In Bob Pratt's old line of work as an aerospace engineer, he helped develop supercomputers, launch vehicles, and satellites used by NASA and the European Space Agency. But after two decades in the industry, he decided to call it quits to shift into the marijuana business.
Officially, Herbalizer, the product he and his cofounders have been developing for the past four years, is an aromatherapy device that can be used with a variety of herbs, such as peppermint, sage, and lavender. Unofficially, it's a high-end vaporizer that has been gaining traction in marijuana forums as a quicker, cleaner way to consume cannabis.
"I gave up a six-figure job to go and pursue this," Pratt, 52, tells Fast Company, "but I would've never forgiven myself if I hadn't."
With more states weighing legalization of marijuana, weed is expected to flourish into a $10.2 billion market by 2018, according to the research arm of cannabis investment network ArcView Group. Hoping to capitalize on this so-called green rush, techies such as Pratt have switched careers, bringing their know-how to the once seedy world of marijuana.
There are a few parallels between designing high-tech space equipment and a next-generation vaporizer. The most obvious is heat: Satellites have to endure a drastic change in environment, and the Herbalizer's components need to withstand heating to 445 degrees Fahrenheit in 10 seconds. When they worked at Maxwell Technologies in San Diego, he and cofounder Josh Young were both involved in thermal vacuum testing, in which they mimicked the space environment to test hardware, and made sure to follow thorough protocol to test their vaporizer.
"When you do thermal testing, you put a plan out there long before testing, get approval, update it, make sure it's what you want to do, perform the test, and generally you have a successful test," he says.
Their materials background also came in handy. Instead of high-strength alloy and aluminum used in space equipment, the Herbalizer team decided on a variety of plastics because of its curved shape. They chose inert materials that when heated don't off gas, discharge harmful components, or emit any odors, he says, and relied on 3-D printers to produce prototypes to pitch potential distributors and show off the product at cannabis trade shows.
"For me, this product development for consumers is more difficult," Pratt admits. In aerospace, he says "you watch yourself do a lot of good work for people—just pour your heart for something, but at the end of the day, you were just punching a clock."
The opportunity to be a pot-preneur was also too great to resist for 22-year-old Sebastian Stant, who is building MassRoots, a private "dark social network" for cannabis enthusiasts to share photos and potentially meet up with like-minded people. Before joining the company, Stant spent a year interning at Sean Parker's AirTime, since rebooted as OKHello, a group video chat platform based in New York City.
"To me, this is a brand new frontier," Stant says. "I know coming on board was going to be a big learning experience. So much on the ground has not been covered yet."
Cofounders Isaac Dietrich and Tyler Knight asked him to go full time in the fall, and Stant was convinced when he saw MassRoot's growth, which at that time was doubling across metrics month-over-month. He says any hesitation he had to join this blooming industry was diminished because Colorado and Washington had already legalized recreational marijuana. "That's definitely helped because you're getting the state-level government giving the okay," Stant says. "At the same time, we're not in the manufacturing or production of marijuana. We don't own a greenhouse."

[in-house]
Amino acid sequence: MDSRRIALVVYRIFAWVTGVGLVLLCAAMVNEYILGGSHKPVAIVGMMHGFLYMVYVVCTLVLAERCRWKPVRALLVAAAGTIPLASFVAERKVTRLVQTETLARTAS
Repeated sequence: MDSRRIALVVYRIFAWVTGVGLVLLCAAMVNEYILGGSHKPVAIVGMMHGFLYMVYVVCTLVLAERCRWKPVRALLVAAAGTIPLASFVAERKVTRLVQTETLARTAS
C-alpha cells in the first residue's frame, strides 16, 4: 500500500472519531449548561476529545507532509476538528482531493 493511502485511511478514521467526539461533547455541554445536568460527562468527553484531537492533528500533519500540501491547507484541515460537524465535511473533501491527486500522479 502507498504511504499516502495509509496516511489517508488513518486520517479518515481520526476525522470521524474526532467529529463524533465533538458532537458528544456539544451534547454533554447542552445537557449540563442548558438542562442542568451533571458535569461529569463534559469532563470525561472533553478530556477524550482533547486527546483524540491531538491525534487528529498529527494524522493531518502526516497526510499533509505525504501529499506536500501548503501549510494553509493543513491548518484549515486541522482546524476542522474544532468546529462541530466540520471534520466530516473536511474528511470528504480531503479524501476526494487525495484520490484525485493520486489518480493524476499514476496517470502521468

Before Ralf-Rainer von Albedyhll founded Next RX, the 57-year-old had built Secure.cc, an educational software company that developed an app to help booster clubs raise funds. After hearing about the drawn-out process required to register with dispensaries, he decided to try it for himself. He went to get a doctor's recommendation for medical marijuana and proceeded to the nearest dispensary in Venice, California. The process required plenty of paperwork and the scanning of his identification card. "I came back two weeks later," he says. "To my amazement, they couldn't find my record."
As a German living in California, he got to know the dispensary's owner, also a German immigrant. Von Albedyhll said he could build better software to manage his database and asked the owner for five features he wanted. He returned a few days later with an iPad app, and asked the dispensary to join a beta test for RX-Pass, check-in software that would streamline the process for new and returning patients. Eventually he got another dispensary on board and cumulatively registered more than 10,000 patients. Though the city of Los Angeles has shut down both dispensaries, he's still bullish on this space.
NextRX's products, he says, could facilitate pot tourism in states that allow it. Dispensaries in Nevada, which is in the midst of debating the legalization of marijuana, could potentially use RX-Pass to verify the status of medical marijuana patients in other states. He says the company could also develop a feature to help dispensaries manage and file their taxes on a regular basis. There are, as well, ideas to roll out a universal rewards system for dispensaries that have opted in, sort of "like the Starwood hotels rewards system."
For ad man Joe Hodas, 43, the decision to join a company that produced marijuana goods wasn't one he took lightly. He got acquainted with Denver-based Dixie Elixirs and Edibles, which makes marijuana-derived drinks, food items, and topical products, about four years ago when it contracted the ad-tech firm where he was a partner to develop a logo. He kept in touch with Dixie's CEO Tripp Keber over the subsequent years.
Hodas joined Elixir in January as chief marketing officer after half a year of contemplation. During that time, he reached out to about a dozen mentors weighing the offer. "I spoke to pretty much every advisor and mentor I had to get input on things like: 'Do you think this will be a good career move? If it doesn't work out, would this be a stigma to my next move? Do you think it's stable? Do you think there are legal concerns because the feds don't recognize it as a legal industry?'" he recalls. "Not one said don't do it."
But as a family man with three young kids, there were still concerns. It took some convincing to get his wife on board, and his children—ages five, 10, and 12—were worried this career shift meant he was a drug addict. "I talked [to the two older children] about the good medical benefits—that it's legal in Colorado and therefore legal for me to get involved and that it's not intended for them or children and all," he recalls. The family set some loose ground rules, such as not bringing marijuana products into the home.